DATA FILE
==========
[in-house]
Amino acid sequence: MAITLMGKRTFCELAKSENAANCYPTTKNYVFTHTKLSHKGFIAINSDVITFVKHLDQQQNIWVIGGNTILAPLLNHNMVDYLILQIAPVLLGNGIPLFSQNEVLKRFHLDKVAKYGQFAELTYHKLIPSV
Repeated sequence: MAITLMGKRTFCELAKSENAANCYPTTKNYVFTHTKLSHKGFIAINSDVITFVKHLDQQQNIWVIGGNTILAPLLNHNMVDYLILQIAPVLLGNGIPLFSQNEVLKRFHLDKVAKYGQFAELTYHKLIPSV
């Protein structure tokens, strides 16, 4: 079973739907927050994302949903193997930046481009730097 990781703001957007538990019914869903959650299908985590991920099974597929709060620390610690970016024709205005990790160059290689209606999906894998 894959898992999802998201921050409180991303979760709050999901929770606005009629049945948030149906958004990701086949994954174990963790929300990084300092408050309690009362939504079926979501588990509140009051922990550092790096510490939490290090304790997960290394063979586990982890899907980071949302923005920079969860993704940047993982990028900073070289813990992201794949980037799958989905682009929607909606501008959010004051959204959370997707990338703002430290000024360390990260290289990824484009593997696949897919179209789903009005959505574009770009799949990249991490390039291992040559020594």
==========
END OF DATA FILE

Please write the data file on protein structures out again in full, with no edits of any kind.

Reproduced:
[in-house]
Amino acid sequence: MAITLMGKRTFCELAKSENAANCYPTTKNYVFTHTKLSHKGFIAINSDVITFVKHLDQQQNIWVIGGNTILAPLLNHNMVDYLILQIAPVLLGNGIPLFSQNEVLKRFHLDKVAKYGQFAELTYHKLIPSV
Repeated sequence: MAITLMGKRTFCELAKSENAANCYPTTKNYVFTHTKLSHKGFIAINSDVITFVKHLDQQQNIWVIGGNTILAPLLNHNMVDYLILQIAPVLLGNGIPLFSQNEVLKRFHLDKVAKYGQFAELTYHKLIPSV
């Protein structure tokens, strides 16, 4: 079973739907927050994302949903193997930046481009730097 990781703001957007538990019914869903959650299908985590991920099974597929709060620390610690970016024709205005990790160059290689209606999906894998 894959898992999802998201921050409180991303979760709050999901929770606005009629049945948030149906958004990701086949994954174990963790929300990084300092408050309690009362939504079926979501588990509140009051922990550092790096510490939490290090304790997960290394063979586990982890899907980071949302923005920079969860993704940047993982990028900073070289813990992201794949980037799958989905682009929607909606501008959010004051959204959370997707990338703002430290000024360390990260290289990824484009593997696949897919179209789903009005959505574009770009799949990249991490390039291992040559020594």